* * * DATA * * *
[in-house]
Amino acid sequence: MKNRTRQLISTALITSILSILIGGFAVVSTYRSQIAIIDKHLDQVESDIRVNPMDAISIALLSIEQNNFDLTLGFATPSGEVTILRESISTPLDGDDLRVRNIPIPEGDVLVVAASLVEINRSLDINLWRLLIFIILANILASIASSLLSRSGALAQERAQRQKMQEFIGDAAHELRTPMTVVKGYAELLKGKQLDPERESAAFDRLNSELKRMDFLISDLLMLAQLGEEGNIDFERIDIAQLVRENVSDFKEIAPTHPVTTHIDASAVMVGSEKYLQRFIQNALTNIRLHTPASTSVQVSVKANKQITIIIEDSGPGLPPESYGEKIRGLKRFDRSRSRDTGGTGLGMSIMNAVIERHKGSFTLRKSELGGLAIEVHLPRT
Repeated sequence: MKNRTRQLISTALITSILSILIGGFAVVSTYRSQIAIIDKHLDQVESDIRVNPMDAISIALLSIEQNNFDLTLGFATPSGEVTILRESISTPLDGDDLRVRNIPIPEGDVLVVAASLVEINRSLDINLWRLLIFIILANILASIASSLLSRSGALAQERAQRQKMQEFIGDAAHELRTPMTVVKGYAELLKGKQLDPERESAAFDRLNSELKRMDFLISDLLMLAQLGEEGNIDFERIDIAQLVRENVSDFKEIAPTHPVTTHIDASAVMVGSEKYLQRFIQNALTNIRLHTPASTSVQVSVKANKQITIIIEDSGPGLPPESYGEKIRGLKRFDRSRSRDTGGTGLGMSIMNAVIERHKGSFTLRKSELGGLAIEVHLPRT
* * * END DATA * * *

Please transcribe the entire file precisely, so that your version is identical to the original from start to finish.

[in-house]
Amino acid sequence: MKNRTRQLISTALITSILSILIGGFAVVSTYRSQIAIIDKHLDQVESDIRVNPMDAISIALLSIEQNNFDLTLGFATPSGEVTILRESISTPLDGDDLRVRNIPIPEGDVLVVAASLVEINRSLDINLWRLLIFIILANILASIASSLLSRSGALAQERAQRQKMQEFIGDAAHELRTPMTVVKGYAELLKGKQLDPERESAAFDRLNSELKRMDFLISDLLMLAQLGEEGNIDFERIDIAQLVRENVSDFKEIAPTHPVTTHIDASAVMVGSEKYLQRFIQNALTNIRLHTPASTSVQVSVKANKQITIIIEDSGPGLPPESYGEKIRGLKRFDRSRSRDTGGTGLGMSIMNAVIERHKGSFTLRKSELGGLAIEVHLPRT
Repeated sequence: MKNRTRQLISTALITSILSILIGGFAVVSTYRSQIAIIDKHLDQVESDIRVNPMDAISIALLSIEQNNFDLTLGFATPSGEVTILRESISTPLDGDDLRVRNIPIPEGDVLVVAASLVEINRSLDINLWRLLIFIILANILASIASSLLSRSGALAQERAQRQKMQEFIGDAAHELRTPMTVVKGYAELLKGKQLDPERESAAFDRLNSELKRMDFLISDLLMLAQLGEEGNIDFERIDIAQLVRENVSDFKEIAPTHPVTTHIDASAVMVGSEKYLQRFIQNALTNIRLHTPASTSVQVSVKANKQITIIIEDSGPGLPPESYGEKIRGLKRFDRSRSRDTGGTGLGMSIMNAVIERHKGSFTLRKSELGGLAIEVHLPRT